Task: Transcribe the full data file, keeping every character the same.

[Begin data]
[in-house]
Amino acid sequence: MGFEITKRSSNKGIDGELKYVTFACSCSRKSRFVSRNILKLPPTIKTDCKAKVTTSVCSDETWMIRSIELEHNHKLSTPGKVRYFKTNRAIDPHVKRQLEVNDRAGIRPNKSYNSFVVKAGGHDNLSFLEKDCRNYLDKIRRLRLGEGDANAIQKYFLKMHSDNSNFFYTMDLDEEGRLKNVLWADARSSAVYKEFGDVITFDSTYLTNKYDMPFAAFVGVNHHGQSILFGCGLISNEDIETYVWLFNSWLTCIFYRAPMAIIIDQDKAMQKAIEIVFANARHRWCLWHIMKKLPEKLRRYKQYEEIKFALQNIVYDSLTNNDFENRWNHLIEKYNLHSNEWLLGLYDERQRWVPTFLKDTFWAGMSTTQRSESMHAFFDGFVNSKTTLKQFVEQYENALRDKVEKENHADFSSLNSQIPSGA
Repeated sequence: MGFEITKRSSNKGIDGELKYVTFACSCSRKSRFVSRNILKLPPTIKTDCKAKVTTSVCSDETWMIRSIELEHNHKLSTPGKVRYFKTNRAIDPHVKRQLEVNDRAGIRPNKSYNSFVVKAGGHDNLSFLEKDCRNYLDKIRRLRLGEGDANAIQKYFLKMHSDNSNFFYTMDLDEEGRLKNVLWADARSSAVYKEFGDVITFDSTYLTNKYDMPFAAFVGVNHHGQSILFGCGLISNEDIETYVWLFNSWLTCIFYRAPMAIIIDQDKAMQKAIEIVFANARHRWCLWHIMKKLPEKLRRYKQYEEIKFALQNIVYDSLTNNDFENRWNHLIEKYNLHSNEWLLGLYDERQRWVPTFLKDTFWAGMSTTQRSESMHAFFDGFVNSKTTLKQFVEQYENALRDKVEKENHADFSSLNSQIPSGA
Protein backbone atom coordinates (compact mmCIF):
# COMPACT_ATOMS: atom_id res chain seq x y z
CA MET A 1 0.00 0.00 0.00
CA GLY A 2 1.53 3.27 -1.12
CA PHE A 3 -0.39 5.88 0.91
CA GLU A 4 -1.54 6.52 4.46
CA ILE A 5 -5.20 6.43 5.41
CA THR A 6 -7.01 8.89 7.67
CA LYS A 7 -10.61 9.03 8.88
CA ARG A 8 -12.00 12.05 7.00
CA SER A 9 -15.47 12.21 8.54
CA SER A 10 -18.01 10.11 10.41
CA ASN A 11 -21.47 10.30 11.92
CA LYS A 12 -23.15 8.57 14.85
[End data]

[in-house]
Amino acid sequence: MGFEITKRSSNKGIDGELKYVTFACSCSRKSRFVSRNILKLPPTIKTDCKAKVTTSVCSDETWMIRSIELEHNHKLSTPGKVRYFKTNRAIDPHVKRQLEVNDRAGIRPNKSYNSFVVKAGGHDNLSFLEKDCRNYLDKIRRLRLGEGDANAIQKYFLKMHSDNSNFFYTMDLDEEGRLKNVLWADARSSAVYKEFGDVITFDSTYLTNKYDMPFAAFVGVNHHGQSILFGCGLISNEDIETYVWLFNSWLTCIFYRAPMAIIIDQDKAMQKAIEIVFANARHRWCLWHIMKKLPEKLRRYKQYEEIKFALQNIVYDSLTNNDFENRWNHLIEKYNLHSNEWLLGLYDERQRWVPTFLKDTFWAGMSTTQRSESMHAFFDGFVNSKTTLKQFVEQYENALRDKVEKENHADFSSLNSQIPSGA
Repeated sequence: MGFEITKRSSNKGIDGELKYVTFACSCSRKSRFVSRNILKLPPTIKTDCKAKVTTSVCSDETWMIRSIELEHNHKLSTPGKVRYFKTNRAIDPHVKRQLEVNDRAGIRPNKSYNSFVVKAGGHDNLSFLEKDCRNYLDKIRRLRLGEGDANAIQKYFLKMHSDNSNFFYTMDLDEEGRLKNVLWADARSSAVYKEFGDVITFDSTYLTNKYDMPFAAFVGVNHHGQSILFGCGLISNEDIETYVWLFNSWLTCIFYRAPMAIIIDQDKAMQKAIEIVFANARHRWCLWHIMKKLPEKLRRYKQYEEIKFALQNIVYDSLTNNDFENRWNHLIEKYNLHSNEWLLGLYDERQRWVPTFLKDTFWAGMSTTQRSESMHAFFDGFVNSKTTLKQFVEQYENALRDKVEKENHADFSSLNSQIPSGA
Protein backbone atom coordinates (compact mmCIF):
# COMPACT_ATOMS: atom_id res chain seq x y z
CA MET A 1 0.00 0.00 0.00
CA GLY A 2 1.53 3.27 -1.12
CA PHE A 3 -0.39 5.88 0.91
CA GLU A 4 -1.54 6.52 4.46
CA ILE A 5 -5.20 6.43 5.41
CA THR A 6 -7.01 8.89 7.67
CA LYS A 7 -10.61 9.03 8.88
CA ARG A 8 -12.00 12.05 7.00
CA SER A 9 -15.47 12.21 8.54
CA SER A 10 -18.01 10.11 10.41
CA ASN A 11 -21.47 10.30 11.92
CA LYS A 12 -23.15 8.57 14.85